While the majority of Asia­Europe service contracts are negotiated toward the end of the year, some large shippers are still in talks.

The supply chain director of a global European retailer said, “We negotiate rates from April­March so it gives us the benefit of a few months to see what happens to the market, but suffice to say we’re expecting relatively significant increases over [2016] rates and less choice for us given the consolidation that’s happening in the market place.”

Another Asia­ based global shipper said his company only opened its tender in January and would not know the scale of the increases until early February.

“We are certainly hoping for a price war, but the real market won’t show its face until the other side of Chinese New Year” he said.

Compared with a 10­ week average of pre­Chinese New Year capacity, Asia­ Europe carriers will cut capacity 40 percent in the first week after Chinese New Year, 25 percent in the second week, and 31 percent in the third week, according to SeaIntel.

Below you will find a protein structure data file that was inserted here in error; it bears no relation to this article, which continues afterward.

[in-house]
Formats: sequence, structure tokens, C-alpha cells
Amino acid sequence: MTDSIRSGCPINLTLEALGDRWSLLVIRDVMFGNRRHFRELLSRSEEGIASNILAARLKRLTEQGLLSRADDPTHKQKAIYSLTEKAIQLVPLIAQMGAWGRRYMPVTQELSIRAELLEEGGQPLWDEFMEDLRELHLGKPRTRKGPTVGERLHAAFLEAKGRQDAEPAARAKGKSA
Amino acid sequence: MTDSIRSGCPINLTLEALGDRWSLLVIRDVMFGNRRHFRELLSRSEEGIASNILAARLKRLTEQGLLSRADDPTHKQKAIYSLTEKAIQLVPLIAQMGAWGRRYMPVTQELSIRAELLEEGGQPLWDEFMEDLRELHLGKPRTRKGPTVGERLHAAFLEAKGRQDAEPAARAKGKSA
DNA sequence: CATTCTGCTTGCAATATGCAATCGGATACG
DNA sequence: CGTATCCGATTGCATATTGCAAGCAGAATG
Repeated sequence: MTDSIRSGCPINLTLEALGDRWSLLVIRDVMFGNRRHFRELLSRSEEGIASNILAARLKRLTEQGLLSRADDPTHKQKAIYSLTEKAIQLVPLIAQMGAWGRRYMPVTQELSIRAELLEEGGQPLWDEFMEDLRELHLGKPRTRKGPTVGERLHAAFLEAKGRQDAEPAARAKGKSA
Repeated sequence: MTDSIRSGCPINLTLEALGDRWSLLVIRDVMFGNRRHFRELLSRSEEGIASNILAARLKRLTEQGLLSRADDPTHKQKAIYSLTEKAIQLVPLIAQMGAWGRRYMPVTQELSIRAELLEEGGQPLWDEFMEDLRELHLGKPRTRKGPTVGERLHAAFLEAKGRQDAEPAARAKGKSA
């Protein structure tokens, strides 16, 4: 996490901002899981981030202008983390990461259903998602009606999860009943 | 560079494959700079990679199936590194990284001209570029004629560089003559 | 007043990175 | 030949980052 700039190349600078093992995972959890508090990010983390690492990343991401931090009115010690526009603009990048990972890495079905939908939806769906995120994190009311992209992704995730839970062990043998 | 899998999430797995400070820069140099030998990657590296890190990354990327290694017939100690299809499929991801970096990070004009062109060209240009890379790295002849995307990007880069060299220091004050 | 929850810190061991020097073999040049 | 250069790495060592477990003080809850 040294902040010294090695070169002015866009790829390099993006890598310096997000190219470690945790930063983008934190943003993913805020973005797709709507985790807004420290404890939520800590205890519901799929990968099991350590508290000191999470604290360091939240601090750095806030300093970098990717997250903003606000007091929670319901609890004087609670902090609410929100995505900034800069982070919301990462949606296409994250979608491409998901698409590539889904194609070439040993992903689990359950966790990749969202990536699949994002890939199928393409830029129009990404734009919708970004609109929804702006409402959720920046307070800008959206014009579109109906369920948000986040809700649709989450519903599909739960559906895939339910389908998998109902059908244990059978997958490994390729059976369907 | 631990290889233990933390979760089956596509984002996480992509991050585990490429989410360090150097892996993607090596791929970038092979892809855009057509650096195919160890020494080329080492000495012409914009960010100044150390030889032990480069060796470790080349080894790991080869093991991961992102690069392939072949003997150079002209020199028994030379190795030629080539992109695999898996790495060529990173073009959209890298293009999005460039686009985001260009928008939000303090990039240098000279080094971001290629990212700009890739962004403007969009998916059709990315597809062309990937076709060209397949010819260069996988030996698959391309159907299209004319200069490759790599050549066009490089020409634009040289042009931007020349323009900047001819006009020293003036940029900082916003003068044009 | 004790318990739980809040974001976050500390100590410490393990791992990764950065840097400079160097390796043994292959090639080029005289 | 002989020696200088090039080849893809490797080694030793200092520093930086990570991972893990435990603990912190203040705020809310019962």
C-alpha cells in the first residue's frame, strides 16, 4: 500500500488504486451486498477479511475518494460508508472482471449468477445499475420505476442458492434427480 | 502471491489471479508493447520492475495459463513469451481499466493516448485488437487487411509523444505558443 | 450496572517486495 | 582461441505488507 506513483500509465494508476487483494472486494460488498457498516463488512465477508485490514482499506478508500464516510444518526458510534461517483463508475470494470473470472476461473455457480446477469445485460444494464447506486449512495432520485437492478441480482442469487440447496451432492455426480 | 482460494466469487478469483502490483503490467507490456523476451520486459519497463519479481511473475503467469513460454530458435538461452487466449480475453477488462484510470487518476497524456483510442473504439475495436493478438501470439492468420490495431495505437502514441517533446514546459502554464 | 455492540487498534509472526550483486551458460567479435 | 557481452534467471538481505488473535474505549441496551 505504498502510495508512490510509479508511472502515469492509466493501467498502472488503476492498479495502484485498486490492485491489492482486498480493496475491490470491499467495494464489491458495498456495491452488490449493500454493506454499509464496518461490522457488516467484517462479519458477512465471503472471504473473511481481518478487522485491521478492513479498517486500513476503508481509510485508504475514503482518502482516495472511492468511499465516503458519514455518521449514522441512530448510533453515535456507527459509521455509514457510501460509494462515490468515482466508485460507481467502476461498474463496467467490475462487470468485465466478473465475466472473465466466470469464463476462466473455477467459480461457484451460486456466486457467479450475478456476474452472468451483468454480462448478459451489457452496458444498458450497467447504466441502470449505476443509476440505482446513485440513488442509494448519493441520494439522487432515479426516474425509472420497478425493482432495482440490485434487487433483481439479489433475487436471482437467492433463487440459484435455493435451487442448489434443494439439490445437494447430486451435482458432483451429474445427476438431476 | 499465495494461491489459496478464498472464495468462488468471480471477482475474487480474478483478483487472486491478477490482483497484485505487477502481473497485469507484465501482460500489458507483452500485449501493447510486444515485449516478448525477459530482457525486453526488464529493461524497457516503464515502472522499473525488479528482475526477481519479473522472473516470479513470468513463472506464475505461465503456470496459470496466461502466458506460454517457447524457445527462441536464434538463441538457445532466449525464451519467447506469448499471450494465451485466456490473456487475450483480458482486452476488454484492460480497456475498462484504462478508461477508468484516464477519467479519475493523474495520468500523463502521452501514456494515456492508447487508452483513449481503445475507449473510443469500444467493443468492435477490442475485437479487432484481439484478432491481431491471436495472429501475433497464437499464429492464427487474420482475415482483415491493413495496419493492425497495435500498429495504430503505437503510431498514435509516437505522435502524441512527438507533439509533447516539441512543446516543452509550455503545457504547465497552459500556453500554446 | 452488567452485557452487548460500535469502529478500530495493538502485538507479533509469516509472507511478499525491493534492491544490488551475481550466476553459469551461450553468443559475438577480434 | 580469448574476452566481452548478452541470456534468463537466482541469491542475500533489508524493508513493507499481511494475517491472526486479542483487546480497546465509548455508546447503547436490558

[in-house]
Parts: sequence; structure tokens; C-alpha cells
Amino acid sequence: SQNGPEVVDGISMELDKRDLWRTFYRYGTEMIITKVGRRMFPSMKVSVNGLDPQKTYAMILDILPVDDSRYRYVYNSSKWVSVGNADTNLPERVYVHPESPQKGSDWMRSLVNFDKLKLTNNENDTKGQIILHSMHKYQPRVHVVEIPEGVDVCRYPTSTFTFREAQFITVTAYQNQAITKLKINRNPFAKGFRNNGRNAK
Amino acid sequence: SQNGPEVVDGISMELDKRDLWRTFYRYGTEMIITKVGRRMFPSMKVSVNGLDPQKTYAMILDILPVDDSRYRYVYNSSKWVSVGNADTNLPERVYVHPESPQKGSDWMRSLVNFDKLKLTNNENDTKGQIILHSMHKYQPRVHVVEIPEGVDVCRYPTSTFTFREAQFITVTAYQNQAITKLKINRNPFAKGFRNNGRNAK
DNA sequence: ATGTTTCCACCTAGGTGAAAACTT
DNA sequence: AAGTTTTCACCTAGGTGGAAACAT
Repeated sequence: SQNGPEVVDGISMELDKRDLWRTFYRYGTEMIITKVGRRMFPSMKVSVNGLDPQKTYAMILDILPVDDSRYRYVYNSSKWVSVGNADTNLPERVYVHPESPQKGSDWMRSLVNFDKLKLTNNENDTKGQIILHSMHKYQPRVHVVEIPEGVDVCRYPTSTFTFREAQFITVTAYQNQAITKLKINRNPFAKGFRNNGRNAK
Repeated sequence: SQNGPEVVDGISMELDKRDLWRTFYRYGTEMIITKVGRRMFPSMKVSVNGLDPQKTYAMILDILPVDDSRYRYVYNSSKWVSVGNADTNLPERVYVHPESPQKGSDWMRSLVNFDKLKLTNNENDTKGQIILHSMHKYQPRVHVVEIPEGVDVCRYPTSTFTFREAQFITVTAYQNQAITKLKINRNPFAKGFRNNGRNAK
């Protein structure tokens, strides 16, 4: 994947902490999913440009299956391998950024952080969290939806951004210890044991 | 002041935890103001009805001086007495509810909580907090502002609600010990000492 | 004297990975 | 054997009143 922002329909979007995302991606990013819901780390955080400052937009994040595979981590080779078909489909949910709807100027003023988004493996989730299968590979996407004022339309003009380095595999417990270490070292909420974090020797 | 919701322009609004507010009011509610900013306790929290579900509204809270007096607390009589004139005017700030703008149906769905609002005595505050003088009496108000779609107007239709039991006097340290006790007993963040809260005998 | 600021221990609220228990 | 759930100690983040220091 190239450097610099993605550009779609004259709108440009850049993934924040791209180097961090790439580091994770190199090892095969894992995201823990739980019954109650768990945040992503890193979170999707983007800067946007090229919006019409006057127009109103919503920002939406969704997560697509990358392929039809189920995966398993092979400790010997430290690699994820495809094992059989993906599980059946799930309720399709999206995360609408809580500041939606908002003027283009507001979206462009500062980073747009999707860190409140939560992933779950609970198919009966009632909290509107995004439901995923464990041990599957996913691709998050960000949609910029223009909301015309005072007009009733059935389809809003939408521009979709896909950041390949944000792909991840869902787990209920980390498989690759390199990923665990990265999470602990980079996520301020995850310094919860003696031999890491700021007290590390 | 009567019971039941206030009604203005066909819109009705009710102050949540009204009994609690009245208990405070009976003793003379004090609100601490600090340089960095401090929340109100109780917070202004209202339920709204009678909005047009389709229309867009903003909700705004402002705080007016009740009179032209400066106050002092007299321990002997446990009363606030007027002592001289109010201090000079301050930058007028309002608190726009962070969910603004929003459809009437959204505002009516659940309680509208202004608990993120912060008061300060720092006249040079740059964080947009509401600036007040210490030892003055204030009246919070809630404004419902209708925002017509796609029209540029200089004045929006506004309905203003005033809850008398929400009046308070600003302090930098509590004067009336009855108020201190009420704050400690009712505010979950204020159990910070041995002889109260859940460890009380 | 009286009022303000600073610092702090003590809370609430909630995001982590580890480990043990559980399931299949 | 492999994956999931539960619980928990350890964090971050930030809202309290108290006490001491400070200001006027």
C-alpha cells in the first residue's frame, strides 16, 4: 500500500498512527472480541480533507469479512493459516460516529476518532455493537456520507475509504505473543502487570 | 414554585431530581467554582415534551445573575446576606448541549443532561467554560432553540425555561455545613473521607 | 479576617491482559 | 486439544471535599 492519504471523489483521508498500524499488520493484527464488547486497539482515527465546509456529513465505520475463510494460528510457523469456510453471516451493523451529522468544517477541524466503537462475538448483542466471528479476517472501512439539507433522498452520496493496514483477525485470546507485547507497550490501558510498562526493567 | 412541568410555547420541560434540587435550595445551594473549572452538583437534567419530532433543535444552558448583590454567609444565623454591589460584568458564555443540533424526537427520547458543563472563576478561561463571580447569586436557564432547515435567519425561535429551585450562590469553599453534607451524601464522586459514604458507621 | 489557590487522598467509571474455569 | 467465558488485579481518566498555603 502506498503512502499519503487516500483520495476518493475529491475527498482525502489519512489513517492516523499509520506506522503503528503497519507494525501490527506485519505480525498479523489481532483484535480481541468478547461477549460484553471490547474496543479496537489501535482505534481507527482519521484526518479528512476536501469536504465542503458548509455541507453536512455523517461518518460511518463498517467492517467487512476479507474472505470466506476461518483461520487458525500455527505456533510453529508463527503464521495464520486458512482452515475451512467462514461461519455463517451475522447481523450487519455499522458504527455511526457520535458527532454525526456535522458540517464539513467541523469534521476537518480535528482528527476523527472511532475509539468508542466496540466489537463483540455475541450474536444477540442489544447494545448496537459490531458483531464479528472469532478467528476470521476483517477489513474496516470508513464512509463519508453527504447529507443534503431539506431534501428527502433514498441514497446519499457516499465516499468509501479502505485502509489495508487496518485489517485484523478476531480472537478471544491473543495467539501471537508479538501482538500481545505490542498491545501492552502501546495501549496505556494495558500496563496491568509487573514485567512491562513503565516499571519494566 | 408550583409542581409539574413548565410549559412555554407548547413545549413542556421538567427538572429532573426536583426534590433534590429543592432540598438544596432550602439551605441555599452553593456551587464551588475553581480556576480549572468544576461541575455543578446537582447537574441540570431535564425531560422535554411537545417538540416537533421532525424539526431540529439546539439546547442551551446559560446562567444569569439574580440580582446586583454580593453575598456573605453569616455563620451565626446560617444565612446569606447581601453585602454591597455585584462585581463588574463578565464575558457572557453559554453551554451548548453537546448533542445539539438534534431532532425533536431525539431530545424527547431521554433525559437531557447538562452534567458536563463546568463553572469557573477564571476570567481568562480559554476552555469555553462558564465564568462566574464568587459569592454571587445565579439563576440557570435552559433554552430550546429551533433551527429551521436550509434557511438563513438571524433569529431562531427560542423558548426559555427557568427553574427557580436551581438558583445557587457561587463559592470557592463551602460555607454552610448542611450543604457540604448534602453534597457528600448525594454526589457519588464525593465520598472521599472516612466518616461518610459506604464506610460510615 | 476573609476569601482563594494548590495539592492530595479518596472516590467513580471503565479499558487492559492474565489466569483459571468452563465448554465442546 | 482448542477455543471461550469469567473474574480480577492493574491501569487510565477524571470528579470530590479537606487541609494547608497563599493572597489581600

Asia­ Europe carriers slashed capacity more dramatically in the first week of the Chinese New Year in 2016, reducing space available by nearly 53 percent. Although carriers pulled back in the following two weeks, reducing capacity 20 percent and adding nearly 1 percent, respectively.

On the trans­Pacific, SeaIntel expects carriers to cut nearly 27 percent of capacity in the first week of the Chinese New Year, and then 19 percent in the second week and nearly 4 percent in the third. Those are far sharper cuts then during Chinese New Year in 2016, when capacity shrunk 11 percent in the first week and 18 percent the second, before 2.5 percent more space became available the in third week, according to SeaIntel.